To all intents and purposes the 2012 Great Spring Conjunction is now over; having snuggled up close last week, Venus and Jupiter are now moving apart again in the evening sky, and that sky is getting steadily brighter as we move into Spring, so, for myself at least, I think it’s time to consider the show as being well and truly over, especially as the weather forecast for Kendal is for another week of absolutely ****** night skies. I managed to grab a few more pictures on Sunday night, during my break at work, which I really think will be my last decent shots of the conjunction. Here they are…
(That’s my workplace, by the way…)
I really like that last one because it shows the two planets in the same field of view as Orion and Taurus, which helps to give it a sense of scale, don’t you think?
I have very fond memories of this conjunction, despite it being ruined, in part, by the godawful weather. I spent a lot of time up at the castle, alone, just drinking in the view of the planets shining above Kendal, the only sound the click and ka-chunk of my camera taking pictures; I had a very enjoyable viewing session at Kendal Museum, just before an Eddington AS meeting, when everyone there stood in the car park looking at Venus and Jupiter shining brightly above the Muesum; Stella and I had a fantastic view on the shore of Lake Windermere, for a few precious minutes, before the cloud rolled back in, obliterating everything. And I’ve really enjoyed taking photographs on my work breaks, escaping from there for half an hour to return to the real world and do what I really love doing, grabbing half an hour of Real Life before returning to what I do… I really do resent (which is daft, I know, but it’s how I feel) missing the closest conjunction because of that period of absolutely abyssmal weather, which went on and on and on, Cumbria smothered in thick, heavy, ash-grey cloud while the rest of the country ooh’d and aah’d over the amazing sight in the west. But I did manage (I think! It’s for others to say really!) to get some half-decent images, and here are some of my favourites…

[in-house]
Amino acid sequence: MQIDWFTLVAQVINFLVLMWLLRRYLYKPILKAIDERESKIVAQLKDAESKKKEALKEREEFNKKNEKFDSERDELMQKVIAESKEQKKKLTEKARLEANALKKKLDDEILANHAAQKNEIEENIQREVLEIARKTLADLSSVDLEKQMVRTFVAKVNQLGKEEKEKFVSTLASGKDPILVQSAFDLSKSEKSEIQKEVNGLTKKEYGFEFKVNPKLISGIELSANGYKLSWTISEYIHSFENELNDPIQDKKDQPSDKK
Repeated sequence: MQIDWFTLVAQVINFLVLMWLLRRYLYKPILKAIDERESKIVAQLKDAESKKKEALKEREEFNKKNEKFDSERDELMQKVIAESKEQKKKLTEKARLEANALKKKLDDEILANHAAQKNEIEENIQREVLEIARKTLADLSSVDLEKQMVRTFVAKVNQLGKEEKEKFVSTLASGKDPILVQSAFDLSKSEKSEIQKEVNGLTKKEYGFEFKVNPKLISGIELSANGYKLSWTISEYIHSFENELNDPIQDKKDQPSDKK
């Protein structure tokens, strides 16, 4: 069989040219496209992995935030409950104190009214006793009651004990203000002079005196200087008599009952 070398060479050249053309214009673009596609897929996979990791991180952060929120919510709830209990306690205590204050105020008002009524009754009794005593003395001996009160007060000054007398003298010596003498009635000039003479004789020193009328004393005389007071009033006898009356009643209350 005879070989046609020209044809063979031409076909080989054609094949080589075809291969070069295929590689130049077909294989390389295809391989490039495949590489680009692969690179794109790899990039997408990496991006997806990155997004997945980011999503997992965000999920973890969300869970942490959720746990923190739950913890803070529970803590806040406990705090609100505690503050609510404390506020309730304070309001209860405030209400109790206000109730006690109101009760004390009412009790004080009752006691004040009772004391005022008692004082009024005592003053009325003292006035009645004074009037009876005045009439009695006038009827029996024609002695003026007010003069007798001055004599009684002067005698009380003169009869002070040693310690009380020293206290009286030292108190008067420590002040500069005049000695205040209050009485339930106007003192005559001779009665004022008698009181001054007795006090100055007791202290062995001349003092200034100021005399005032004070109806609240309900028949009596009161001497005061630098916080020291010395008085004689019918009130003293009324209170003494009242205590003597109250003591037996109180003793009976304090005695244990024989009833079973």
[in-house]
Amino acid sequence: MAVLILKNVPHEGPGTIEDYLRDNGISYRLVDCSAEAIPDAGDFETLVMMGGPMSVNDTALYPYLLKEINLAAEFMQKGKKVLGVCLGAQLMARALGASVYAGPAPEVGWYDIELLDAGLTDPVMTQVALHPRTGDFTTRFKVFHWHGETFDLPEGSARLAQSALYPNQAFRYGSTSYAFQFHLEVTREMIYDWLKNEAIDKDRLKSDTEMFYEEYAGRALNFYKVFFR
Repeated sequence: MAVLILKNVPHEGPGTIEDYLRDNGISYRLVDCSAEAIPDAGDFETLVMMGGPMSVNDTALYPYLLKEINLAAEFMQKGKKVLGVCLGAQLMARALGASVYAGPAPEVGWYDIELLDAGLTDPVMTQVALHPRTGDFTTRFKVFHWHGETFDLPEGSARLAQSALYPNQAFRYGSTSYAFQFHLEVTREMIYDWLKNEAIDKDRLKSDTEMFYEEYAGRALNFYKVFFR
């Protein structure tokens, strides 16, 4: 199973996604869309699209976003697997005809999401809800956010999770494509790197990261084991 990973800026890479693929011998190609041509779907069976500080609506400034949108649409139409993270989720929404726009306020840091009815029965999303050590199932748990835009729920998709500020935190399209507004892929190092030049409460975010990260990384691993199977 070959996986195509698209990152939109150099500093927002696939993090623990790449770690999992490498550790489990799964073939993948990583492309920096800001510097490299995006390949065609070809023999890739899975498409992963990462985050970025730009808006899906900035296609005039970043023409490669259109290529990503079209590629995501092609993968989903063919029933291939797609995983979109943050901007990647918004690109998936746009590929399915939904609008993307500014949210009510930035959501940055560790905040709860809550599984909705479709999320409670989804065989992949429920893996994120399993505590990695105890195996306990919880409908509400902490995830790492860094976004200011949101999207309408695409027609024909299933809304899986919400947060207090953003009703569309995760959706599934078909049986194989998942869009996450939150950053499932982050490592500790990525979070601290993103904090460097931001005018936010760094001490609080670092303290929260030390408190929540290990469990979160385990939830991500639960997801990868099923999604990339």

So, that’s that, well, pretty much. Soon Venus and Jupiter will be too far apart to deserve the label “a striking pair”, they’ll just be in the same direction, gradually fading in the twilight. Actually, Venus will continue to get brighter for a while, and isn’t quite at its highest point yet, so do keep an eye on it, and make an effort to get out of town, away from as many lights as possible, and enjoy the Evening Star from a truly dark site. You might even see it casting faint shadows if where you are is reeeeealy dark…
I think it’s fair to say that this conjunction has been a major event not just for astronomers and skywatchers, but for the general public too. I mean, the two planets shining so close together have been impossible to miss, and I bet that most amateur astronomers have had a huge increase in the number of people asking them about the night sky. So, when this is over, what next? Will there be any other conjunctions, or naked eye sky events, that will catch the eye of the man or woman in the street? What else have we got to look forward to
Well, guided by the new edition of Francis Reddy’s brilliant “Celestial Delights” I had a play about on Starry Night and Stellarium to see what the rest of 2012 has in store for us, and here’s what I found. Note: some of the following conjunctions/alignments will be hard to see for non-astronomers because they’ll occur in a bright dawn/dusk sky, and low, but others will be slap across the face obvious to everyone. Most, by the look of it, are pre-dawn events, so people will have to make an effort to see them by getting up early, but they’ll definitely be worth it. And I think people who have been fascinated by the Venus and Jupiter Show will now really want to see other sky events like these, I really do.